the users, so we used UUID instead of auto incrementing integers.


On Dec 15, 2010, at 9:23 AM, Hutch wrote:

> Hi,
>
> I'm porting an old php app and have run into a bit of an issue. The
> main problem is that we this app will need to be used by multiple
> different companies. While I could just setup discreet instances, I'm
> thinking that making the app multi-tenant would be a much wiser idea
> and easier on resources, as traffic will be reasonably low, maybe
> 100-200 users a day. I also don't desire to deal with 4 installations
> of the code, when one will do.
>
> The specific problem I have though, is in the legacy app, the primary
> key for a certain table is an auto incrementing integer. This needs be
> kept separate for each tenant. What I'm planning on doing is making
> the primary key a uuid, and using unique_together with an integer
> field. However I could easily see a race condition with incrementing
> the integer field. What is the best way to handle this situation?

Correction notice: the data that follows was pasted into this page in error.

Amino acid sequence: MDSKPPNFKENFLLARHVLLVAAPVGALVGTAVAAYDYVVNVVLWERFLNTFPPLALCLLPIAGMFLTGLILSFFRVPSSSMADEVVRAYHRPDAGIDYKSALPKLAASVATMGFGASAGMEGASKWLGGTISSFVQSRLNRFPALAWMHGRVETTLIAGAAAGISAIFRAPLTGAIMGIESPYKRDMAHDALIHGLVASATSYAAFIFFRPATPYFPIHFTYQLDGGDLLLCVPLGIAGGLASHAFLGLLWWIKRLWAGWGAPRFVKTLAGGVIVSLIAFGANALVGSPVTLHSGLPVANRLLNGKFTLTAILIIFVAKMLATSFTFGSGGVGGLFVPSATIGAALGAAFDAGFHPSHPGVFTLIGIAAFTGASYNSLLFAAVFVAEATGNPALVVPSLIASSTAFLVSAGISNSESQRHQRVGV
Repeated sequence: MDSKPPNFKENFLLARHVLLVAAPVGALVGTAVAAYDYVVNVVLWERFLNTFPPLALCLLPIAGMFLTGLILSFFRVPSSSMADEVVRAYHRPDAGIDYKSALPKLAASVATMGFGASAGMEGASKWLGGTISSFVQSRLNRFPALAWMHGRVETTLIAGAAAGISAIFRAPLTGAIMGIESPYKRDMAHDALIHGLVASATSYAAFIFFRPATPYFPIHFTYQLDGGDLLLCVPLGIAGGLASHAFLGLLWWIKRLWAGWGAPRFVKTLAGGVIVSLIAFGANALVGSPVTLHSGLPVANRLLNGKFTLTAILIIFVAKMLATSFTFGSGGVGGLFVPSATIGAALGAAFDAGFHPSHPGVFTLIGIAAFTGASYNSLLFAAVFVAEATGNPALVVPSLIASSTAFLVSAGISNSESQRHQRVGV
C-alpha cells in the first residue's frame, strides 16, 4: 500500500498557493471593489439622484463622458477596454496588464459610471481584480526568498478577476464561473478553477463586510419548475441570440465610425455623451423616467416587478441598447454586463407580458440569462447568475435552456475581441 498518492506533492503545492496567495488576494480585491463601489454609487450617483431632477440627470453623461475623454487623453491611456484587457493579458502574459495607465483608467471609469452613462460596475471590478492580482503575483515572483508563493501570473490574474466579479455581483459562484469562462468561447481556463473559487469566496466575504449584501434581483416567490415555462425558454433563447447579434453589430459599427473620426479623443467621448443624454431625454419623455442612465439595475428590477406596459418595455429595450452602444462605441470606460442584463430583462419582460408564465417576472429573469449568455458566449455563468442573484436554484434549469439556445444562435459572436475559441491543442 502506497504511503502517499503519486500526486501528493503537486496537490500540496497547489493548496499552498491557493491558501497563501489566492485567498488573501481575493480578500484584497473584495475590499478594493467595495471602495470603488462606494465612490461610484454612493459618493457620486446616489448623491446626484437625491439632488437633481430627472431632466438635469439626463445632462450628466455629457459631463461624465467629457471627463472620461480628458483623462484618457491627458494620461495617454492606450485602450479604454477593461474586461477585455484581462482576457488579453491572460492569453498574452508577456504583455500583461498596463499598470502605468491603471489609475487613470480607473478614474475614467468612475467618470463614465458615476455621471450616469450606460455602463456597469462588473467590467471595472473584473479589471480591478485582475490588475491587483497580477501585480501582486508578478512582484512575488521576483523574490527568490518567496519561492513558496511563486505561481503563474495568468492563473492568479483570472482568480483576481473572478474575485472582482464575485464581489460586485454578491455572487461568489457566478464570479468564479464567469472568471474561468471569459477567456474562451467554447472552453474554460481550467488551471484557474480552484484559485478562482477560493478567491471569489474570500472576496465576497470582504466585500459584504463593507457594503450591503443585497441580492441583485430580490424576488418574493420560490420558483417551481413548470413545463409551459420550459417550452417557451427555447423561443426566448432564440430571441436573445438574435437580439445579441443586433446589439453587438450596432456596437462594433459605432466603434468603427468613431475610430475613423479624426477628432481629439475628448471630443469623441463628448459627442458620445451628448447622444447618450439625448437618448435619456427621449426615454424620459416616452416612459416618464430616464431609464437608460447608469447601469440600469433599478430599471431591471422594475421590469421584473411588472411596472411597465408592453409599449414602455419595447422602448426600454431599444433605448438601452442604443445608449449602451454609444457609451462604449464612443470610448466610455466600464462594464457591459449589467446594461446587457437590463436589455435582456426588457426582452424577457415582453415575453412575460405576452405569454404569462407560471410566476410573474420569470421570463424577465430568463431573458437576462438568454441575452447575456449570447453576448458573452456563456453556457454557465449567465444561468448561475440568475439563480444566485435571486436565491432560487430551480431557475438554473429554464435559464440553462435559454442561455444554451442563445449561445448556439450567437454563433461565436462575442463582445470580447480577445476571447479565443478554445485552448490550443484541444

>
> Also, what is the best way of filtering based on the site_id? should i
> store a setting with the session and filter based on that? I was
> thinking about seeing if it's possible to use a middleware to change
> it at run time based on the request url. Is that a good idea?
>
> are there any documents on best practices for django multitenancy?
>
> --
> You received this message because you are subscribed to the Google Groups
> "Django users" group.
> To post to this group, send email to django-us...@googlegroups.com.
> To unsubscribe from this group, send email to
> django-users+unsubscr...@googlegroups.com.
> For more options, visit this group at
>http://groups.google.com/group/django-users?hl=en.
>

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#3 Dec. 15, 2010 16:52:44

Eric C.
Registered: 2009-11-02
Reputation: +  0  -
Profile   Send e-mail  

incrementing non primary keys.


If you are using a UUID for the primary key, do you really need an integer?

We had a similar multi-tenant need and didn't want to leak usage information to
the users, so we used UUID instead of auto incrementing integers.